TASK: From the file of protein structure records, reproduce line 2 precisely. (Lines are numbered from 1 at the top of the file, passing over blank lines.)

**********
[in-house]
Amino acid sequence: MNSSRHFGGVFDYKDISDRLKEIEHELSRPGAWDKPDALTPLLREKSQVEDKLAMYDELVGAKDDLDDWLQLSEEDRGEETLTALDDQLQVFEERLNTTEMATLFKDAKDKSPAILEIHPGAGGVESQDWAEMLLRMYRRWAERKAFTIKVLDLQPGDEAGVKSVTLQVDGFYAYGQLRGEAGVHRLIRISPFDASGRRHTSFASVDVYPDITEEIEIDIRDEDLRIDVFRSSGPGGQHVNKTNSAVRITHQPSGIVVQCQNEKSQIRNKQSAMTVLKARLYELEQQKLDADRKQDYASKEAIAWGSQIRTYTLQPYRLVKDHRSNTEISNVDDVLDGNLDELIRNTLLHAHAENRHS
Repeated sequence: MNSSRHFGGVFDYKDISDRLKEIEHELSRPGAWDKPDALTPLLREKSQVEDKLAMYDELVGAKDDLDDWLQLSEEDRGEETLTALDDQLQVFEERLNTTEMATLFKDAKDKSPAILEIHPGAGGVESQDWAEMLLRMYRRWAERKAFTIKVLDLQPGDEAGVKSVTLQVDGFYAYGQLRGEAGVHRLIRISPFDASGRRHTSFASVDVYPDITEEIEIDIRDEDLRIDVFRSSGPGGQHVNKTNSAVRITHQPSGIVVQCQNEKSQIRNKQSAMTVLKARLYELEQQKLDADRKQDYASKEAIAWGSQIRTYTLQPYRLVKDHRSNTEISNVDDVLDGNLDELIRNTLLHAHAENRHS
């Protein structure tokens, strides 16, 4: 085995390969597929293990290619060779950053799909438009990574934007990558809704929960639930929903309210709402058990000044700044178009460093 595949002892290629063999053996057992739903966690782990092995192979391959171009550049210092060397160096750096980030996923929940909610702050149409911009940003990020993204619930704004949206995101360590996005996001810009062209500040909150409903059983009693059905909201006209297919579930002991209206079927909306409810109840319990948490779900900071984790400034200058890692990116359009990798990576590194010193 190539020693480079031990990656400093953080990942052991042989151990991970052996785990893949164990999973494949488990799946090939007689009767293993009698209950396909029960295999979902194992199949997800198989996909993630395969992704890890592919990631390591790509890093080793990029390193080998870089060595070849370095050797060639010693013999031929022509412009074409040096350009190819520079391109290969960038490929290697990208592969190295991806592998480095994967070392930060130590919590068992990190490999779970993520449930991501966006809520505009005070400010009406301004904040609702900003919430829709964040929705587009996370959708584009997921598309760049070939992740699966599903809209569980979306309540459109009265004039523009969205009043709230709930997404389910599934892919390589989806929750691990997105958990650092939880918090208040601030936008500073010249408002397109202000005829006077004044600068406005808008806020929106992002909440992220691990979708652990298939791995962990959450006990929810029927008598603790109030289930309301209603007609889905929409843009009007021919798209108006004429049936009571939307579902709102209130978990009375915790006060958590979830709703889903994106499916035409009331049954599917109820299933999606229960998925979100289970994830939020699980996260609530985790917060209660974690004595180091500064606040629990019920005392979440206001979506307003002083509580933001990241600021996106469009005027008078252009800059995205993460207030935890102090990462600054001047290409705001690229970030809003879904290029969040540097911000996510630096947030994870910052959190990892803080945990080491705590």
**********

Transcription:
Amino acid sequence: MNSSRHFGGVFDYKDISDRLKEIEHELSRPGAWDKPDALTPLLREKSQVEDKLAMYDELVGAKDDLDDWLQLSEEDRGEETLTALDDQLQVFEERLNTTEMATLFKDAKDKSPAILEIHPGAGGVESQDWAEMLLRMYRRWAERKAFTIKVLDLQPGDEAGVKSVTLQVDGFYAYGQLRGEAGVHRLIRISPFDASGRRHTSFASVDVYPDITEEIEIDIRDEDLRIDVFRSSGPGGQHVNKTNSAVRITHQPSGIVVQCQNEKSQIRNKQSAMTVLKARLYELEQQKLDADRKQDYASKEAIAWGSQIRTYTLQPYRLVKDHRSNTEISNVDDVLDGNLDELIRNTLLHAHAENRHS